CFP: [Theatre] Essay Collection: Sporting Theatre(s); 10/1/07
CALL FOR PAPERS: Edited Collection
The field of performance studies casts a wide net, incorporating the study
of expressive culture in many forms, from ritual and play to politics and
theatreâ€"always with a special focus on performance as the object of
analysis. This collection considers the relationship between two kinds of
performance: theatre and sport. The two fields share attributes, including
physical training and preparation; the idea of a "virtuoso performance";
the drawing in of the audience to fully achieve the performer's goal; and
the increasing "democratization" of performance in the emergence of local,
organized sports teams and the alternative theatre movement.
We seek essays that explore the ties between sport and theatre in many
variations, from the theatricality of sport to the athleticism of theatre.
Topics may include but are not limited to:
METAPHOR: Sport as metaphor in/for theatre.
SPACE: Theatres and stadia are performance spaces that have overlapping
histories, conflicts, and continued shared uses.
PLAY: Sport is play. The 'play' can have a 'script' written by a playwright
or a coach. Particular games, once played through improvisation on the
field, become playscripts in the memory of sport fandom.
PERFORMERS: Athletes, like actors, train the body and mind in preparation
to perform on the field and on the stage.
REPRESENTATION: Sport 'in' Theatre: where and how does sport (and its
surrounding issues of gender, fan culture, nationalism, and politics)
appear on the stage?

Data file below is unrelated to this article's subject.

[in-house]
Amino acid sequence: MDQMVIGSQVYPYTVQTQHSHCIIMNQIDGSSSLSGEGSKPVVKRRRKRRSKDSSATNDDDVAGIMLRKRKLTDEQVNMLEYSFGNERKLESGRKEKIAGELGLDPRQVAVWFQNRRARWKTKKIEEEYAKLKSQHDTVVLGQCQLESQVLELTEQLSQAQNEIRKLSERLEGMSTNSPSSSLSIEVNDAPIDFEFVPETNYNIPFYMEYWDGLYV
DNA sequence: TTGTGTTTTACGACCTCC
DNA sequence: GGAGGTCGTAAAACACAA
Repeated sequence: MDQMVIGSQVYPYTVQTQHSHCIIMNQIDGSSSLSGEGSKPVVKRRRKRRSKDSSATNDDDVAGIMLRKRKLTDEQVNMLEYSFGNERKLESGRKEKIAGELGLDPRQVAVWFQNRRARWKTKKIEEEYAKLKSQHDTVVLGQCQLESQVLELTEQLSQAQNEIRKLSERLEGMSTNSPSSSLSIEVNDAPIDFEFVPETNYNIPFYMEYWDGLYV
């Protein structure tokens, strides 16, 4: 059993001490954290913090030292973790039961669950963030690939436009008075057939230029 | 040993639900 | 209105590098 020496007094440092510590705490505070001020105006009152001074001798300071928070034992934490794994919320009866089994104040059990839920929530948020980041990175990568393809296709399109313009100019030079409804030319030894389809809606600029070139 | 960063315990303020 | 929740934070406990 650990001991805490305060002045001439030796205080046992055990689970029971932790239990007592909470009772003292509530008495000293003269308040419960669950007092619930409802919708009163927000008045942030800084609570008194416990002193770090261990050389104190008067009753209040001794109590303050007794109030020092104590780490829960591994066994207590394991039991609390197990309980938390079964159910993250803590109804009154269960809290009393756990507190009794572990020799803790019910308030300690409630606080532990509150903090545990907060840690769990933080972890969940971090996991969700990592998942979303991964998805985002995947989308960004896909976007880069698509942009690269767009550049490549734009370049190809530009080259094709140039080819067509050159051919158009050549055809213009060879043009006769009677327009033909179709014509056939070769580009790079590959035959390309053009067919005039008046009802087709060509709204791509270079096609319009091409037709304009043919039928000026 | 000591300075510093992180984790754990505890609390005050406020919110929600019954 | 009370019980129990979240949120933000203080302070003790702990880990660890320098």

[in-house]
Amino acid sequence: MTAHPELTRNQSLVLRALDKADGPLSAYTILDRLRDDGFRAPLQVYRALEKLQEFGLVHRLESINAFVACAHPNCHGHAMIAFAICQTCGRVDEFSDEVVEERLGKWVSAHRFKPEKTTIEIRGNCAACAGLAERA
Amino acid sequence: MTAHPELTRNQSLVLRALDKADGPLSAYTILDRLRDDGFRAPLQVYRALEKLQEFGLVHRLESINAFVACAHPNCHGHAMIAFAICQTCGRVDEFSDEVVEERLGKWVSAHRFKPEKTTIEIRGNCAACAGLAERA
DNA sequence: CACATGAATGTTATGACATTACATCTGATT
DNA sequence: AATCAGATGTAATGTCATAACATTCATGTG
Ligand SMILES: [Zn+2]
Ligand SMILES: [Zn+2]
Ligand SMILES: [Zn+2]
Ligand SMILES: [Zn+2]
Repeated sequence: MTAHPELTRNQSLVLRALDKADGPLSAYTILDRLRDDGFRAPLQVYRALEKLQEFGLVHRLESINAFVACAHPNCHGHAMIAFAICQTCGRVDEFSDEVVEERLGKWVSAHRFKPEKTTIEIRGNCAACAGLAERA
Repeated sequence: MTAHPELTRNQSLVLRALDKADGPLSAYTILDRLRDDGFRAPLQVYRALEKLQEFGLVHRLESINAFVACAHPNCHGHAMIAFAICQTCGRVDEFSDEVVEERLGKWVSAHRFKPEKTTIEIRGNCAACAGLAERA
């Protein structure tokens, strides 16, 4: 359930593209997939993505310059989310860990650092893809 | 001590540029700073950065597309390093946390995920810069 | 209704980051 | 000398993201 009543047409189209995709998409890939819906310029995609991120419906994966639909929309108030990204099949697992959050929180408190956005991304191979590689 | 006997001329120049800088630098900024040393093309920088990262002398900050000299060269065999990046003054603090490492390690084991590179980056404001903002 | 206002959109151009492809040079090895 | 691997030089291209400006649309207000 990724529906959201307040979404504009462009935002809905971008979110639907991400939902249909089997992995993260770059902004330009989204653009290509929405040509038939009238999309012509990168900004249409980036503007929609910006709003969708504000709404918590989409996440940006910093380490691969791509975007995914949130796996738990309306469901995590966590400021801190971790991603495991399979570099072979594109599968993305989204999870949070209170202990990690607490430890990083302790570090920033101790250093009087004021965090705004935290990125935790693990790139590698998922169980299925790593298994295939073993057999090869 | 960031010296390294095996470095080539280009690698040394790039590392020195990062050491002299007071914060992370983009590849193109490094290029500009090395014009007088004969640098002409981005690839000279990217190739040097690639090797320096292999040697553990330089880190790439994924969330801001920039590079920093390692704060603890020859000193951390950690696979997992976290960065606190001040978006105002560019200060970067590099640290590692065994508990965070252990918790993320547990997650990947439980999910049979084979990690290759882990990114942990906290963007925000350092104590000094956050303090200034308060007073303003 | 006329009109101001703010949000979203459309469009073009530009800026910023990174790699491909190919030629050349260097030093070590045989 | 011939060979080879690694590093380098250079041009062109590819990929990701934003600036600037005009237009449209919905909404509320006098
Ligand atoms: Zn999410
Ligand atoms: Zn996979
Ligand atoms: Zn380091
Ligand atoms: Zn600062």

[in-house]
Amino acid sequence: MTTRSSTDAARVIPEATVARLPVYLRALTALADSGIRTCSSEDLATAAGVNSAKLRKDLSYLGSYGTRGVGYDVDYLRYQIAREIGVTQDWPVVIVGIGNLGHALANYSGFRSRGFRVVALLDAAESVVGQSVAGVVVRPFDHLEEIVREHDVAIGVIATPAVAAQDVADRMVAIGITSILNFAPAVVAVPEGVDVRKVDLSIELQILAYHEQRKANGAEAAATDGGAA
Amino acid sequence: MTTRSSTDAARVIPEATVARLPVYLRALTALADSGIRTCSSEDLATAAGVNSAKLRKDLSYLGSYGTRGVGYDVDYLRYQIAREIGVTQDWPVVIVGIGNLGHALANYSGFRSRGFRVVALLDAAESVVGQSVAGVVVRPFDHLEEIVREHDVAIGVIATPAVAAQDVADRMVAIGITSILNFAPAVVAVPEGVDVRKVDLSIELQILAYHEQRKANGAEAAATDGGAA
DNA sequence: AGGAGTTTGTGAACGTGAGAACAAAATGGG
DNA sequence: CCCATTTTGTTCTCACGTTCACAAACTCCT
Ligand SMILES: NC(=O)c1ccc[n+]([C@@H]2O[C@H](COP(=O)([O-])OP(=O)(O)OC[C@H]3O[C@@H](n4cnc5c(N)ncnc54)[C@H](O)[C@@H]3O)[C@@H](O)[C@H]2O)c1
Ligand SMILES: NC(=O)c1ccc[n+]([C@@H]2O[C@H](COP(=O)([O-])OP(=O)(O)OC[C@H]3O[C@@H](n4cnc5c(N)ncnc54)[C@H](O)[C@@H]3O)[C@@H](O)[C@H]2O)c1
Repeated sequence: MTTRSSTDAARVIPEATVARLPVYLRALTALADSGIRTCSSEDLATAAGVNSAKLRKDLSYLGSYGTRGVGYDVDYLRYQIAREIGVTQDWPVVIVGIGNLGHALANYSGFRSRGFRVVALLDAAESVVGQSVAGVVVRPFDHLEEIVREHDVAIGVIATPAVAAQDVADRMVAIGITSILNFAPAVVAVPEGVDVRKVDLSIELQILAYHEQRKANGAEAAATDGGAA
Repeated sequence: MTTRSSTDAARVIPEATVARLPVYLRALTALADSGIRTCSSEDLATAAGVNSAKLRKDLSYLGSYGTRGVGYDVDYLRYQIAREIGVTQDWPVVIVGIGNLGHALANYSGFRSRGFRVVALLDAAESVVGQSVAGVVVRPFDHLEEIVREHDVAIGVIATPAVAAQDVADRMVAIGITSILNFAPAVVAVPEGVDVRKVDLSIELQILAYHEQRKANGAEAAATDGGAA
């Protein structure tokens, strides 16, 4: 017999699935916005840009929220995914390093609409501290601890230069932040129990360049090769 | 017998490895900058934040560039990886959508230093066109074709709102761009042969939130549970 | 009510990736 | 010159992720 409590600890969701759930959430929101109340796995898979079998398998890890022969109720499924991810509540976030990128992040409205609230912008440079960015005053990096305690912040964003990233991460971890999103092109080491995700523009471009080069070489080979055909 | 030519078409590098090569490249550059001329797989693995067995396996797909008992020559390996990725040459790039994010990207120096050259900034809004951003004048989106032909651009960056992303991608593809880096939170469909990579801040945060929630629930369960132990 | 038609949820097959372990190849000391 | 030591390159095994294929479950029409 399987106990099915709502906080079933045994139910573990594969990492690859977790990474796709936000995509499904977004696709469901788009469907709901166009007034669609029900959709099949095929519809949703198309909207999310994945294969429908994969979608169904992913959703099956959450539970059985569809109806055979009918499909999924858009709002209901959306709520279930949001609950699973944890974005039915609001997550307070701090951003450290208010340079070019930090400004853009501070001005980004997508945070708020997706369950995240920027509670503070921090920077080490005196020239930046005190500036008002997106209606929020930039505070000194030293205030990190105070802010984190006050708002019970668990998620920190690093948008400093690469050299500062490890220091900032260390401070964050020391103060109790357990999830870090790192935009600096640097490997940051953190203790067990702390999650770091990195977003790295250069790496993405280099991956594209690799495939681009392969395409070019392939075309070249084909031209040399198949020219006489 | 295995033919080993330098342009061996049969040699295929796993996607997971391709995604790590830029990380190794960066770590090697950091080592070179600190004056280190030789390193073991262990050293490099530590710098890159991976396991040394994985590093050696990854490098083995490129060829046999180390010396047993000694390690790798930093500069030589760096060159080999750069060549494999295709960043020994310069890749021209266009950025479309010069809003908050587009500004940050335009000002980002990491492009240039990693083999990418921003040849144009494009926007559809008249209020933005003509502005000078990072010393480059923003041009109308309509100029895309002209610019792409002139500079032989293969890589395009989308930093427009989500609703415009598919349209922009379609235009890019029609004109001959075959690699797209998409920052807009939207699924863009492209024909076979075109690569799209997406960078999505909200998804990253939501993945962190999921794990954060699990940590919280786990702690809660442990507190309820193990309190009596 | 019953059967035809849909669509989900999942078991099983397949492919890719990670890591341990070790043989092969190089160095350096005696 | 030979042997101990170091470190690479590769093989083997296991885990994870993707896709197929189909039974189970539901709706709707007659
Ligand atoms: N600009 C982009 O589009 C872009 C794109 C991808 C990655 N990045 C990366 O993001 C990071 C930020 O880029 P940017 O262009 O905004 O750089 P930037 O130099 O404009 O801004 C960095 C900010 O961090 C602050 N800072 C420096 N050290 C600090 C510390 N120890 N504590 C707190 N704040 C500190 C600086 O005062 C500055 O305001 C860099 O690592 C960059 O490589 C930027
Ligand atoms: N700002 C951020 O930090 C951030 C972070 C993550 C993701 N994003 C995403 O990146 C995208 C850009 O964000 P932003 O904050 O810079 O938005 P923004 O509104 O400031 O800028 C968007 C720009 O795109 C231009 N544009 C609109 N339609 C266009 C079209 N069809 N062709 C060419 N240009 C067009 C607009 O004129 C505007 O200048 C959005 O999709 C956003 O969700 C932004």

THEATRICALITY: From the overt theatricality of professional wrestling to
the performance of nationalism in the Olympic stadium to the postcolonial
drama played out on the cricket ground between the former colonizer and
IDENTITIES: Making identities through the performance of sport on the
local, regional, national, and transnational level.
GENDER: How does sport rely on performance to reinforce hegemonic
conceptions of gender?
ATHLETICISM: Sport and physical theatre (from Grotowski to Goat Island);
sport and actor training (from the Constructivists to Meyerhold to Suzuki
and Anne Bogart)
THEATRE SPORTS/THEATRE GAMES: Competitive improvisation: using a 'sport'
model to create theatre. Games or gaming: the importance of games in the
theatre and the relationship of those games to the theatrical act.
LANGUAGE: The use of sports language in the theatre/theatrical language in
AUDIENCES AND SPECTATORS: The relationship or overlap of audiences in
sports and theatre: sport fans/theatre fans. Roles for the spectator: how,
when, and where do fans perform?
GLOBAL: â€˜Worldâ€™ or â€˜internationalâ€™ theatrical styles and the global
sporting stages of the Olympics and the World Cup.
Abstracts of 250-500 words or completed drafts of previously unpublished
essays should be sent in .doc OR .rtf format to Sara Brady (bradys1_at_tcd.ie)
and Christie Fox (christie.fox_at_usu.edu) by October 1, 2007. All abstract
acceptances will be conditional upon acceptance of the completed essay; all
will be edited by two editors. Essays accepted into the collection will be
due no later than Jan. 15, 2008; word count should be between 3000 and 5000
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Received on Sat Aug 18 2007 - 16:28:53 EDT